Tesla is bracing up for two successive trials over lawsuits alleging culpability of the Autopilot system in lethal crashes, as per a new report. Both lawsuits allege that Autopilot failures led to driver deaths.
The first trial is scheduled for mid-September in a California state court, reported Reuters. The plaintiffs claim that Autopilot caused owner Micah Lee’s Tesla Model 3 to swerve off a highway east of Los Angeles at 65 miles per hour, leading to a collision with a palm tree, which engulfed the EV in flames, killing Lee and injuring two passengers.
The passengers and Lee’s estate accused the Elon Musk-led brand of being cognisant of the defects in the Autopilot. As per the court filings, Tesla argues that Lee was driving under the influence of alcohol, and it’s not clear if Autopilot was even active when the crash occurred in 2019.
The second trial will be held at the start of October in a Florida state court and is concerning another 2019 crash north of Miami, where owner Stephen Banner passed away after his Model 3 drove under the trailer of an 18-wheeler rig, dislodging the roof. Banner’s wife alleged that the Autopilot made no attempts to prevent the tragic accident.
Depositions from Tesla executives and internal documents obtained by the prosecutors reveal that Musk and his engineers were aware of the problems, but did not fix them, as per the report.
The Austin-headquartered brand has denied both allegations and maintains that Autopilot is safe when monitored by humans. Tesla's Autopilot and Full-Self Driving (FSD) softwares have been certified as Level 2 by the Society of Automotive Engineers (SAE), meaning they’re only driver assistance features that do not make the EVs autonomous.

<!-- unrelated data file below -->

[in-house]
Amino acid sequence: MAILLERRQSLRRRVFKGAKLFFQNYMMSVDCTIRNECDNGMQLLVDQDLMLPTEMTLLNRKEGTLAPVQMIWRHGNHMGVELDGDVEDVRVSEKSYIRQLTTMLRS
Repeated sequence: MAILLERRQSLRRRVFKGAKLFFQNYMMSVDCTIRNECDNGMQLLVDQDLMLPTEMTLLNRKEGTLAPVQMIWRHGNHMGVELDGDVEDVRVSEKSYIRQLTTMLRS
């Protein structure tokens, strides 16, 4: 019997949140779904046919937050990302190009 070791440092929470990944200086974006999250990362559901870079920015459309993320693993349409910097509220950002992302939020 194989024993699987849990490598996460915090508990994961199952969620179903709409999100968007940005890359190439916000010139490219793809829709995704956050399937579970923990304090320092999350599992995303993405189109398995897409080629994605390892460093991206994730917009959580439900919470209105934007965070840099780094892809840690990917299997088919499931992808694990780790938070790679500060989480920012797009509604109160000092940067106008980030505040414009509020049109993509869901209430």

Critics blame Tesla for false advertising, and reason that the terms Autopilot and FSD are misleading.
Verdicts in these trials could impact how customers perceive Autopilot. For years, Musk has championed the idea that self-driving cars are the future and has promised several times that Tesla vehicles would be capable of FSD, only to miss the target for multiple years consecutively.
Despite the legal hurdles, Tesla is racing ahead with the development of FSD version 12 software, which is claimed to enable autonomous driving sans human intervention. Musk raved about how “mind-blowing” FSD V12 was after a recent demonstration of the technology in California.